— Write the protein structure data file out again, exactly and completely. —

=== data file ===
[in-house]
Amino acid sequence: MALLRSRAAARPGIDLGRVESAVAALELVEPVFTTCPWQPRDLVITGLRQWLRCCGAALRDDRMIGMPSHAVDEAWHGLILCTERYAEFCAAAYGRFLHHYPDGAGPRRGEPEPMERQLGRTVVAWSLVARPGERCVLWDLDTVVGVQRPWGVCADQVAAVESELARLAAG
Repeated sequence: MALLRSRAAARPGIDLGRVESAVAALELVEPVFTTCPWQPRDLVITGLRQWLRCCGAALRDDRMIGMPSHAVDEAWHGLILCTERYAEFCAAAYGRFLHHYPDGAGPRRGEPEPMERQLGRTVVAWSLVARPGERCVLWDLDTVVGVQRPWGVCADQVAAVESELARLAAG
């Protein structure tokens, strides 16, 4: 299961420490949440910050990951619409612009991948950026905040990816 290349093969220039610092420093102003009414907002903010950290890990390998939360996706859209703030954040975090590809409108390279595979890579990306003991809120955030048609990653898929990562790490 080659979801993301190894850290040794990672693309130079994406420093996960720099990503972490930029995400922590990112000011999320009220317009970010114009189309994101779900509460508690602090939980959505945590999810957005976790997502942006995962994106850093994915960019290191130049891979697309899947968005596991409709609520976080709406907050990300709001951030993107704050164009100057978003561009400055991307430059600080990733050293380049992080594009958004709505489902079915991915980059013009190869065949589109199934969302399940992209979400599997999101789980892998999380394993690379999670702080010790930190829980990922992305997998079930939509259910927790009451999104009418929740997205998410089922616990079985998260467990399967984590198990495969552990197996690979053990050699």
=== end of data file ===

[in-house]
Amino acid sequence: MALLRSRAAARPGIDLGRVESAVAALELVEPVFTTCPWQPRDLVITGLRQWLRCCGAALRDDRMIGMPSHAVDEAWHGLILCTERYAEFCAAAYGRFLHHYPDGAGPRRGEPEPMERQLGRTVVAWSLVARPGERCVLWDLDTVVGVQRPWGVCADQVAAVESELARLAAG
Repeated sequence: MALLRSRAAARPGIDLGRVESAVAALELVEPVFTTCPWQPRDLVITGLRQWLRCCGAALRDDRMIGMPSHAVDEAWHGLILCTERYAEFCAAAYGRFLHHYPDGAGPRRGEPEPMERQLGRTVVAWSLVARPGERCVLWDLDTVVGVQRPWGVCADQVAAVESELARLAAG
């Protein structure tokens, strides 16, 4: 299961420490949440910050990951619409612009991948950026905040990816 290349093969220039610092420093102003009414907002903010950290890990390998939360996706859209703030954040975090590809409108390279595979890579990306003991809120955030048609990653898929990562790490 080659979801993301190894850290040794990672693309130079994406420093996960720099990503972490930029995400922590990112000011999320009220317009970010114009189309994101779900509460508690602090939980959505945590999810957005976790997502942006995962994106850093994915960019290191130049891979697309899947968005596991409709609520976080709406907050990300709001951030993107704050164009100057978003561009400055991307430059600080990733050293380049992080594009958004709505489902079915991915980059013009190869065949589109199934969302399940992209979400599997999101789980892998999380394993690379999670702080010790930190829980990922992305997998079930939509259910927790009451999104009418929740997205998410089922616990079985998260467990399967984590198990495969552990197996690979053990050699």